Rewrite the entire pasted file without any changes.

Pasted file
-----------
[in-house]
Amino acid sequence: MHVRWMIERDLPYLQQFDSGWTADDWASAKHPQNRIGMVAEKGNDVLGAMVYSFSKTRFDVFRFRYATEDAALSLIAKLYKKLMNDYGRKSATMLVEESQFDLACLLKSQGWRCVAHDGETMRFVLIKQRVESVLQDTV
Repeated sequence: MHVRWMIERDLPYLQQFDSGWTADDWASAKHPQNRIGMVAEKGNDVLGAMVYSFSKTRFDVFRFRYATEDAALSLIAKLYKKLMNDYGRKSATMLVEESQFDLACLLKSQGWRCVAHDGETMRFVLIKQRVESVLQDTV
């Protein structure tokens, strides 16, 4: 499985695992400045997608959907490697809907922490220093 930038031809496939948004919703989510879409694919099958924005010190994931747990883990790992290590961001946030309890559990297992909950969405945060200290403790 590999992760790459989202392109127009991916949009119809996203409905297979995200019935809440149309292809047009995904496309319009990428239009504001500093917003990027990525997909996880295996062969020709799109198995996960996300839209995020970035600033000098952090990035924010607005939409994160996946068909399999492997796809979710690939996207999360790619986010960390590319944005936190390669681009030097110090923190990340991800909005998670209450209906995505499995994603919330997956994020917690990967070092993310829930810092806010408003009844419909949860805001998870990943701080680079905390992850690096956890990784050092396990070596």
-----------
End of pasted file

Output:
[in-house]
Amino acid sequence: MHVRWMIERDLPYLQQFDSGWTADDWASAKHPQNRIGMVAEKGNDVLGAMVYSFSKTRFDVFRFRYATEDAALSLIAKLYKKLMNDYGRKSATMLVEESQFDLACLLKSQGWRCVAHDGETMRFVLIKQRVESVLQDTV
Repeated sequence: MHVRWMIERDLPYLQQFDSGWTADDWASAKHPQNRIGMVAEKGNDVLGAMVYSFSKTRFDVFRFRYATEDAALSLIAKLYKKLMNDYGRKSATMLVEESQFDLACLLKSQGWRCVAHDGETMRFVLIKQRVESVLQDTV
């Protein structure tokens, strides 16, 4: 499985695992400045997608959907490697809907922490220093 930038031809496939948004919703989510879409694919099958924005010190994931747990883990790992290590961001946030309890559990297992909950969405945060200290403790 590999992760790459989202392109127009991916949009119809996203409905297979995200019935809440149309292809047009995904496309319009990428239009504001500093917003990027990525997909996880295996062969020709799109198995996960996300839209995020970035600033000098952090990035924010607005939409994160996946068909399999492997796809979710690939996207999360790619986010960390590319944005936190390669681009030097110090923190990340991800909005998670209450209906995505499995994603919330997956994020917690990967070092993310829930810092806010408003009844419909949860805001998870990943701080680079905390992850690096956890990784050092396990070596």